And turn this RX-7—an R1 trim, mind you—into a full-blown race car is precisely what he did. Inside, the custom rollcage and carbon-fiber inserts across the dash tip you off to that just as much as the fuel surge tank and intercooler reservoir behind the driver seat do. It's all business in here and is where you'll find evidence of things like the Haltech ECU that's responsible for the conservative 800 whp this four-rotor makes on 93-octane. "I've always imagined rotary engines being [their] most reliable and enjoyable on pump gas," Mazzei says. "[But] power can't be had easily with low stress on a rotary engine unless displacement is [increased]." If you were wondering why Mazzei invested in a four-rotor short-block that costs more than the last three cars you've owned combined, that was your answer.
Tell your friends you're about to buy an RX-7 and prepare yourself for a rotary intervention led by those who've never owned one, let alone blown one up or had one of those infamous engine bay fires. "I was warned countless times by friends and family," Mazzei says, "that [an RX-7] could become a huge financial risk with multiple potential problems stemming from [its] age [to its] finicky rotary engine." That, he says, is exactly what led him to getting an RX-7 in the first place, though. "When you tell a kid 'no,' of course they'll want to find out the hard way. I had to know." It's a good thing, too, because RX-7 builds like these don't come around often, and ones that make the sort of music that Mazzei's does are simply unprecedented.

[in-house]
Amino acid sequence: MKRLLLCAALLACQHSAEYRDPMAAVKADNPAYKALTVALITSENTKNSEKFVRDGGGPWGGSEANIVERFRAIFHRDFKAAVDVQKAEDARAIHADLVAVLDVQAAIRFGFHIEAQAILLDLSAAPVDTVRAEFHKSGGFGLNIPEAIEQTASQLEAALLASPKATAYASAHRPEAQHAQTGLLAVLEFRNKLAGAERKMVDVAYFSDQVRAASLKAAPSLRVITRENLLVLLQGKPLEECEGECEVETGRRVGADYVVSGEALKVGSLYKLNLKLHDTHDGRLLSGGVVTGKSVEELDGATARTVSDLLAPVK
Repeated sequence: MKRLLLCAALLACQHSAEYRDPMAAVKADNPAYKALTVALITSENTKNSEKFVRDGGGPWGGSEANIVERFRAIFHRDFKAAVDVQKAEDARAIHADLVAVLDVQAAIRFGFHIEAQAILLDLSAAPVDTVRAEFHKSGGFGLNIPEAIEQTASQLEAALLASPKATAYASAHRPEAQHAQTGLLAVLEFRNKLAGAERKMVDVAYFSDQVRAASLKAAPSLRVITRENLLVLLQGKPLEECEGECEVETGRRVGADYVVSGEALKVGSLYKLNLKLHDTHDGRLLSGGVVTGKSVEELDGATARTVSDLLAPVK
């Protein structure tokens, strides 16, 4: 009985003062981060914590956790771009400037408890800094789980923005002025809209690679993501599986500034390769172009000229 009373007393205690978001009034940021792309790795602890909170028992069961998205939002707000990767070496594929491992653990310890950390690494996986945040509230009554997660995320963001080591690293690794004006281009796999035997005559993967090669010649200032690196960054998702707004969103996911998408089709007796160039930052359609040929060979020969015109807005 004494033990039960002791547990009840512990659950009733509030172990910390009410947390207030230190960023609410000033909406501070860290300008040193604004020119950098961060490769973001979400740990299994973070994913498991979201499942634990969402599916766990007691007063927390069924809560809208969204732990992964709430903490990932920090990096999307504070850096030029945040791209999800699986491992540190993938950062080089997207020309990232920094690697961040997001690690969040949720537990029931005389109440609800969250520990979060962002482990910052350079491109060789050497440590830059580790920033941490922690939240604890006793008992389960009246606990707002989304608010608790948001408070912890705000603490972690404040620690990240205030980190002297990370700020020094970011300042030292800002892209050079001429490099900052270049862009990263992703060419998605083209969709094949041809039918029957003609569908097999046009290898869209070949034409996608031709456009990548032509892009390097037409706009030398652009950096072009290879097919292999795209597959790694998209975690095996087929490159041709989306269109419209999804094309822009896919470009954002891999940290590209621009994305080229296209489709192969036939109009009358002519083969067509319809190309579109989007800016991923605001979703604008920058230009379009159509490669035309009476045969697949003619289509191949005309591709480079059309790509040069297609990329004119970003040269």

In the land of pistons and rods, more displacement is as simple as hogging out some bores and swapping a crank, but you'll always be bound by the constraints of that short-block. For the rotary, it's a whole different story. Instead of any of those pistons and rods bobbing up and down, rotary engines are made up of two or three rotors that spin around inside of their own chambers. There are no cams, no rocker arms, no valves. Here, displacement comes by way of adding more rotors. It sounds a whole lot easier than it is, though. You think you've got it made when you discover how modular Mazda's rotaries are and that, oftentimes, rotor housings can be stacked alongside rotor housings for what you think will amount to an infinite amount of displacement. And it would be that easy were it not for that eccentric shaft that slides through the center of it all and that Mazda only offered in lengths that'll accommodate the sort of two- and three-rotor engines you're familiar with, like its 13B and 20B, for instance. Get yourself the right custom eccentric shaft, though, like Mazzei's PPRE-made four-rotor's got, and you're one step closer to getting a couple of extra rotors and their housings to play nicely with that 13B of yours. Do it right and you've just gained a whole lot of torque and made that rotary about as efficient as it'll ever be.